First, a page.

Modern Athlete Magazine Issue 152 August 2022 | Page 45

Images : Shrimpo67 / Wikipedia & courtesy Scott McIvor

One sunny evening in May 1987 , the telephone rang in my parent ’ s house in my small hometown of Wick , in the county of Caithness in the far north of Scotland . It was a doctor in a hospital in Golspie , an even smaller town than Wick , on the east coast of the county of Sutherland , some 80km from Wick . The call was to inform them that I had been in a car accident , and although not serious , I had some concussion , and would be kept in the hospital overnight . Could they come and fetch me the following day and take me home to fully recover ?

This car accident indirectly led to the initial steps towards entering my very first marathon ! I had been granted some emergency leave from my accountancy work in Edinburgh in order to attend the funeral of my mother ’ s best friend , Mardi , who was from the farming community in Caithness . My mother , Rose , had been born in what was formerly East Germany , although her family home subsequently was Bavaria in southern Germany , where they had settled after the end of the Second World War . On a work visit to the UK in the early 1950s , she met my father , who was a wireless operator in the merchant navy , and after marrying , they settled in Wick . The farming community had taken Rose into their hearts due to her exuberant personality , and Mardi had become an unofficial member of the family , a grandmother to myself and my two siblings . It was a sad loss .
It took me nearly a week to remember the details of the accident . A vehicle had collided with me headon after overtaking a van without the driver looking ahead to see if there was a vehicle on my side of the road . I
could only remember putting on the brakes as hard as I could , and then waking up in hospital , with the medical staff and police waiting for me to regain consciousness . I gave them my personal details , but initially had no idea where I was , or why I was in hospital , as my recollection of the accident was very vague .
Time to Take Stock
During my week-long recovery , I reflected on my life and what I had achieved so far . I was 33 years of age , single , with no non-school or work achievements to my name . I could have been seriously injured in the accident , or even worse , died . Did I have no ( non-academic ) accomplishments or achievements , something of which I and others could be proud of ? Surely there was more to life than the traditional treadmill of school , university , career , mortgage , middle age , retirement and old age ? Good marks in high school ? Tick . A university degree ? Tick – LLB . A professional qualification ? Tick – Chartered Accountant . A good job ? Tick – Ernst & Whinney ( as they were then called ) were one of the top accounting firms .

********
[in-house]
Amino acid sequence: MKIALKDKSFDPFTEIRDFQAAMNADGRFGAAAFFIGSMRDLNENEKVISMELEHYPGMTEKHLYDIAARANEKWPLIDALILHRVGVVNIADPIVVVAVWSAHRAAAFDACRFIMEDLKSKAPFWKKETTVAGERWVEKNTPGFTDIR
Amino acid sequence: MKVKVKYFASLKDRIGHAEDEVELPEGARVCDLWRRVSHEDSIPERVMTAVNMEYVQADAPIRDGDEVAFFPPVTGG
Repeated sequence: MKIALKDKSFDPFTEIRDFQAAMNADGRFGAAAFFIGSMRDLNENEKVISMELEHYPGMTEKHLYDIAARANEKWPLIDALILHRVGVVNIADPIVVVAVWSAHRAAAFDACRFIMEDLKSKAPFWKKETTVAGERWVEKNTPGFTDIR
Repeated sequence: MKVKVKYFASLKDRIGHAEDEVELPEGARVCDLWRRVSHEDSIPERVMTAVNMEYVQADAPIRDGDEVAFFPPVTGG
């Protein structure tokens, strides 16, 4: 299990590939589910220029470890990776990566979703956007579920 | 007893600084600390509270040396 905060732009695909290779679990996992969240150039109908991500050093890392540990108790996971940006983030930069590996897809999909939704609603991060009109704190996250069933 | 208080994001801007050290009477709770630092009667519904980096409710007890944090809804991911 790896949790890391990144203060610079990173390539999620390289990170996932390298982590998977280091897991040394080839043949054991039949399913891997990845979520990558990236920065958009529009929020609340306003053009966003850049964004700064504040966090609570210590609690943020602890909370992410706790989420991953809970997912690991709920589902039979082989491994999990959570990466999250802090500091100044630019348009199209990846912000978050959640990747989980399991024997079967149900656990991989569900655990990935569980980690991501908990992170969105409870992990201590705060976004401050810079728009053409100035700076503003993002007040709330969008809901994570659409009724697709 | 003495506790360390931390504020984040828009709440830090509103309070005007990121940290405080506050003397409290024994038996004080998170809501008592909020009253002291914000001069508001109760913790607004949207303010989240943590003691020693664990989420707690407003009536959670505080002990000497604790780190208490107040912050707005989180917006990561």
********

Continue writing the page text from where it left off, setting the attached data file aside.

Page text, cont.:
What else had I done with my life ? What other achievements had I made ? Had I run a marathon , for example ? No . Had I climbed any major mountains ? No . Had I travelled ? No . With the exception of childhood visits to Germany to visit family relatives , I had spent most of my work vacations flyfishing for trout in the north of Scotland . Also , I had only ever flown once before … when I was less than a year old !
However , I had several hobbies , which included running , and hiking the Munros in Scotland . The Munros are all mountains / hills in Scotland over 3000 feet ( 914 metres ), and ( at the time ) there were 278 in total number . A good friend , Chris , had introduced me to the joys , pleasures and satisfaction of hiking in the mountains . Although some basic climbing skills were required , the vast majority of the mountains were not technical , with many even runnable , depending on the weather conditions and terrain . I enjoyed the freedom of the hills , the fresh air , being away from the stress of work and life , and the daily routines in the city , observing nature and wildlife , enjoying the different types of terrain underfoot and the vistas on achieving the summits .
Scott McIvor , now in his 60s , and still loving his running